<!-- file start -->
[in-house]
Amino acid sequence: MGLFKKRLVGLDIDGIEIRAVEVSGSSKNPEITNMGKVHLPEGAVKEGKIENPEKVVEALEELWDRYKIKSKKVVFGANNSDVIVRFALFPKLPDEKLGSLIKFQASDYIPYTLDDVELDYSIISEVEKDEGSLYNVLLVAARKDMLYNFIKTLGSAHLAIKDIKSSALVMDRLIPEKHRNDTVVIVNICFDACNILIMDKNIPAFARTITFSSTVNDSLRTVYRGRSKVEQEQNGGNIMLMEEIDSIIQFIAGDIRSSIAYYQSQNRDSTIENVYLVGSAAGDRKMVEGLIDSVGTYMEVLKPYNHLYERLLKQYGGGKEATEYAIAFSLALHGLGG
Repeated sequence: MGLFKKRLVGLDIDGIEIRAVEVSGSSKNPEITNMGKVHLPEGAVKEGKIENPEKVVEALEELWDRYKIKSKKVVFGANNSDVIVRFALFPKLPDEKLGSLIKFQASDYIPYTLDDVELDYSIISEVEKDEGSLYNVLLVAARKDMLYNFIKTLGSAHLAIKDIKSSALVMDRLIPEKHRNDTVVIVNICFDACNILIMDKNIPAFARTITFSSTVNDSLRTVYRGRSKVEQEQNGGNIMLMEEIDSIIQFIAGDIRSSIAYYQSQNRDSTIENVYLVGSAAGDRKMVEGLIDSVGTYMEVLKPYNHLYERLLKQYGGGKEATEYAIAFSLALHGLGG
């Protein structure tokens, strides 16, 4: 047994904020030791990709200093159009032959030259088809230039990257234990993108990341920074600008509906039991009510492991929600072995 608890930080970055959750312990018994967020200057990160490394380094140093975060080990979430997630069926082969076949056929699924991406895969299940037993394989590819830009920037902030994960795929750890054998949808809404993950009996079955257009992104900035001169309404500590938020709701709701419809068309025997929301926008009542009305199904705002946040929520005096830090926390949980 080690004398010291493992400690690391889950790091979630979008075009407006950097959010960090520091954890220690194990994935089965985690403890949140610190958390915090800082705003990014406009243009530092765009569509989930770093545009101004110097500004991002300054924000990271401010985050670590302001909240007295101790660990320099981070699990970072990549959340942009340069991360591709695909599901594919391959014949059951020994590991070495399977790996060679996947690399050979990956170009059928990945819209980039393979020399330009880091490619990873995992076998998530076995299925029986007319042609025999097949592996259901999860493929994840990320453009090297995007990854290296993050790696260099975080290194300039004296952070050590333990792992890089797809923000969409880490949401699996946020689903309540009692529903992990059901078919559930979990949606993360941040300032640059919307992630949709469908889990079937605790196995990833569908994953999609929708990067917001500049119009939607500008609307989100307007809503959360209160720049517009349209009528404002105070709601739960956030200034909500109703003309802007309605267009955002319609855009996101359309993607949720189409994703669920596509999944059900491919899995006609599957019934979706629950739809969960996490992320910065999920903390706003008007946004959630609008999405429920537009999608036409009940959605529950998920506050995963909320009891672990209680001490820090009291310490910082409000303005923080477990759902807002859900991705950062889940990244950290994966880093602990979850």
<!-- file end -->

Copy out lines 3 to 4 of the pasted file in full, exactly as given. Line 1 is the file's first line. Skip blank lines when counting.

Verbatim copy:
Repeated sequence: MGLFKKRLVGLDIDGIEIRAVEVSGSSKNPEITNMGKVHLPEGAVKEGKIENPEKVVEALEELWDRYKIKSKKVVFGANNSDVIVRFALFPKLPDEKLGSLIKFQASDYIPYTLDDVELDYSIISEVEKDEGSLYNVLLVAARKDMLYNFIKTLGSAHLAIKDIKSSALVMDRLIPEKHRNDTVVIVNICFDACNILIMDKNIPAFARTITFSSTVNDSLRTVYRGRSKVEQEQNGGNIMLMEEIDSIIQFIAGDIRSSIAYYQSQNRDSTIENVYLVGSAAGDRKMVEGLIDSVGTYMEVLKPYNHLYERLLKQYGGGKEATEYAIAFSLALHGLGG
């Protein structure tokens, strides 16, 4: 047994904020030791990709200093159009032959030259088809230039990257234990993108990341920074600008509906039991009510492991929600072995 608890930080970055959750312990018994967020200057990160490394380094140093975060080990979430997630069926082969076949056929699924991406895969299940037993394989590819830009920037902030994960795929750890054998949808809404993950009996079955257009992104900035001169309404500590938020709701709701419809068309025997929301926008009542009305199904705002946040929520005096830090926390949980 080690004398010291493992400690690391889950790091979630979008075009407006950097959010960090520091954890220690194990994935089965985690403890949140610190958390915090800082705003990014406009243009530092765009569509989930770093545009101004110097500004991002300054924000990271401010985050670590302001909240007295101790660990320099981070699990970072990549959340942009340069991360591709695909599901594919391959014949059951020994590991070495399977790996060679996947690399050979990956170009059928990945819209980039393979020399330009880091490619990873995992076998998530076995299925029986007319042609025999097949592996259901999860493929994840990320453009090297995007990854290296993050790696260099975080290194300039004296952070050590333990792992890089797809923000969409880490949401699996946020689903309540009692529903992990059901078919559930979990949606993360941040300032640059919307992630949709469908889990079937605790196995990833569908994953999609929708990067917001500049119009939607500008609307989100307007809503959360209160720049517009349209009528404002105070709601739960956030200034909500109703003309802007309605267009955002319609855009996101359309993607949720189409994703669920596509999944059900491919899995006609599957019934979706629950739809969960996490992320910065999920903390706003008007946004959630609008999405429920537009999608036409009940959605529950998920506050995963909320009891672990209680001490820090009291310490910082409000303005923080477990759902807002859900991705950062889940990244950290994966880093602990979850």